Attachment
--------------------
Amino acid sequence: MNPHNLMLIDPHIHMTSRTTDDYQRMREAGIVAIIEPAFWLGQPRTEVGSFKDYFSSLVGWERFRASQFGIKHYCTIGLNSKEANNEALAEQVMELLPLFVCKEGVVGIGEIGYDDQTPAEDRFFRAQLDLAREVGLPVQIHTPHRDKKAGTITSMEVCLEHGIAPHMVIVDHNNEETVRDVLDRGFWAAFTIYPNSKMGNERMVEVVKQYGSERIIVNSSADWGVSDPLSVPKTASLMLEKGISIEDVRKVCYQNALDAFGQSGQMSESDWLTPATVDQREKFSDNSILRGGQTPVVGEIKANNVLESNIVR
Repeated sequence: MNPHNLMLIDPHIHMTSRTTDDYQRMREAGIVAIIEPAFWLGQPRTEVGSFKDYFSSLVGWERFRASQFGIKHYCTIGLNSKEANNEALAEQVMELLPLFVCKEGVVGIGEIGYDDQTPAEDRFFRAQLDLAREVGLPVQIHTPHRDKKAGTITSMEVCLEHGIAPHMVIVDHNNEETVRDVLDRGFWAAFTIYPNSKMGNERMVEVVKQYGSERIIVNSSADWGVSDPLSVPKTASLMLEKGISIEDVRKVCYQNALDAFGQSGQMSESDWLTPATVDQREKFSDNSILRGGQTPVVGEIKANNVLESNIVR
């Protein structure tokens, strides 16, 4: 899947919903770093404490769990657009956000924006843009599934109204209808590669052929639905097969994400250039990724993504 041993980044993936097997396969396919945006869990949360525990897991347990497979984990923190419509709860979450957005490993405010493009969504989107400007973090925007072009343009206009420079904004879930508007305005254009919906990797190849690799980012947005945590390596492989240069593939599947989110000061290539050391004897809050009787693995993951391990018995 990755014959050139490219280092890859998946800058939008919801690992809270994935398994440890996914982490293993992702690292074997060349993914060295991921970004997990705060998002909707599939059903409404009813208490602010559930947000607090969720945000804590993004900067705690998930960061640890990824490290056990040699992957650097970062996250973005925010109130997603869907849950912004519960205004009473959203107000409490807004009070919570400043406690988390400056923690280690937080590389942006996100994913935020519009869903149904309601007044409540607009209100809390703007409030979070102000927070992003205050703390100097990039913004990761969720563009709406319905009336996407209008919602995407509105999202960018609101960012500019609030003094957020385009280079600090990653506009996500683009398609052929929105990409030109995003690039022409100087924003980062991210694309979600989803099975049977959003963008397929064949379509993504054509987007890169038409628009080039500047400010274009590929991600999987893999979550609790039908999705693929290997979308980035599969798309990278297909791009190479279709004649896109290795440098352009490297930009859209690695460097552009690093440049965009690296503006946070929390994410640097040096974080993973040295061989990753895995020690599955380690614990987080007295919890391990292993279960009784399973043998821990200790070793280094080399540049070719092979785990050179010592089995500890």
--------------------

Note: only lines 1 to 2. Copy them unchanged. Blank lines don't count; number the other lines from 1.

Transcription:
Amino acid sequence: MNPHNLMLIDPHIHMTSRTTDDYQRMREAGIVAIIEPAFWLGQPRTEVGSFKDYFSSLVGWERFRASQFGIKHYCTIGLNSKEANNEALAEQVMELLPLFVCKEGVVGIGEIGYDDQTPAEDRFFRAQLDLAREVGLPVQIHTPHRDKKAGTITSMEVCLEHGIAPHMVIVDHNNEETVRDVLDRGFWAAFTIYPNSKMGNERMVEVVKQYGSERIIVNSSADWGVSDPLSVPKTASLMLEKGISIEDVRKVCYQNALDAFGQSGQMSESDWLTPATVDQREKFSDNSILRGGQTPVVGEIKANNVLESNIVR
Repeated sequence: MNPHNLMLIDPHIHMTSRTTDDYQRMREAGIVAIIEPAFWLGQPRTEVGSFKDYFSSLVGWERFRASQFGIKHYCTIGLNSKEANNEALAEQVMELLPLFVCKEGVVGIGEIGYDDQTPAEDRFFRAQLDLAREVGLPVQIHTPHRDKKAGTITSMEVCLEHGIAPHMVIVDHNNEETVRDVLDRGFWAAFTIYPNSKMGNERMVEVVKQYGSERIIVNSSADWGVSDPLSVPKTASLMLEKGISIEDVRKVCYQNALDAFGQSGQMSESDWLTPATVDQREKFSDNSILRGGQTPVVGEIKANNVLESNIVR